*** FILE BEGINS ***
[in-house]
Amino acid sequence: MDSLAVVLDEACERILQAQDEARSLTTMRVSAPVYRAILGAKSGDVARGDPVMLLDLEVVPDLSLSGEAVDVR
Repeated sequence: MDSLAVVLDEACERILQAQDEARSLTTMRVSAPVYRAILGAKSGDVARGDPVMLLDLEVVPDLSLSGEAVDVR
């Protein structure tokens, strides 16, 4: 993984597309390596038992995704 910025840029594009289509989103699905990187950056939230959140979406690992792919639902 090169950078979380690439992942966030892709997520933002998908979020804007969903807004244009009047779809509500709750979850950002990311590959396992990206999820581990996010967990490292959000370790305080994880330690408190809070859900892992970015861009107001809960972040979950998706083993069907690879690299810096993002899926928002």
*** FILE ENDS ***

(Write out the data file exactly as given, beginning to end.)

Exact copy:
[in-house]
Amino acid sequence: MDSLAVVLDEACERILQAQDEARSLTTMRVSAPVYRAILGAKSGDVARGDPVMLLDLEVVPDLSLSGEAVDVR
Repeated sequence: MDSLAVVLDEACERILQAQDEARSLTTMRVSAPVYRAILGAKSGDVARGDPVMLLDLEVVPDLSLSGEAVDVR
């Protein structure tokens, strides 16, 4: 993984597309390596038992995704 910025840029594009289509989103699905990187950056939230959140979406690992792919639902 090169950078979380690439992942966030892709997520933002998908979020804007969903807004244009009047779809509500709750979850950002990311590959396992990206999820581990996010967990490292959000370790305080994880330690408190809070859900892992970015861009107001809960972040979950998706083993069907690879690299810096993002899926928002």